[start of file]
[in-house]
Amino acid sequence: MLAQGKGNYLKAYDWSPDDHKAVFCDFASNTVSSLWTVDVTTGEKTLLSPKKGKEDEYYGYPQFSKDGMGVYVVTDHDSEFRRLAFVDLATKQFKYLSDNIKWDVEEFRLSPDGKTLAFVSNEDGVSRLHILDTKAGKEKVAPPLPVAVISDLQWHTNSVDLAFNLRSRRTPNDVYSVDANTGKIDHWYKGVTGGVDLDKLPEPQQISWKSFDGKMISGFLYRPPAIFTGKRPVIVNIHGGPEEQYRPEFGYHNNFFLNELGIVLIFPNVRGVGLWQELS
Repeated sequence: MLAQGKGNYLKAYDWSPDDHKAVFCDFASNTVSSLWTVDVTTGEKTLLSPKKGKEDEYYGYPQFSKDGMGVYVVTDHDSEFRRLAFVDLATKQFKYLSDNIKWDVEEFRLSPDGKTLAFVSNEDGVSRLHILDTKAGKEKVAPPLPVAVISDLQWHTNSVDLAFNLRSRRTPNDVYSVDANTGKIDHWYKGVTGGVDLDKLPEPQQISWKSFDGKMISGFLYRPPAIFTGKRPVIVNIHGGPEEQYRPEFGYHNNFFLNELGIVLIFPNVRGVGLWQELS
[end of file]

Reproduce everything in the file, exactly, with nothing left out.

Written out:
[in-house]
Amino acid sequence: MLAQGKGNYLKAYDWSPDDHKAVFCDFASNTVSSLWTVDVTTGEKTLLSPKKGKEDEYYGYPQFSKDGMGVYVVTDHDSEFRRLAFVDLATKQFKYLSDNIKWDVEEFRLSPDGKTLAFVSNEDGVSRLHILDTKAGKEKVAPPLPVAVISDLQWHTNSVDLAFNLRSRRTPNDVYSVDANTGKIDHWYKGVTGGVDLDKLPEPQQISWKSFDGKMISGFLYRPPAIFTGKRPVIVNIHGGPEEQYRPEFGYHNNFFLNELGIVLIFPNVRGVGLWQELS
Repeated sequence: MLAQGKGNYLKAYDWSPDDHKAVFCDFASNTVSSLWTVDVTTGEKTLLSPKKGKEDEYYGYPQFSKDGMGVYVVTDHDSEFRRLAFVDLATKQFKYLSDNIKWDVEEFRLSPDGKTLAFVSNEDGVSRLHILDTKAGKEKVAPPLPVAVISDLQWHTNSVDLAFNLRSRRTPNDVYSVDANTGKIDHWYKGVTGGVDLDKLPEPQQISWKSFDGKMISGFLYRPPAIFTGKRPVIVNIHGGPEEQYRPEFGYHNNFFLNELGIVLIFPNVRGVGLWQELS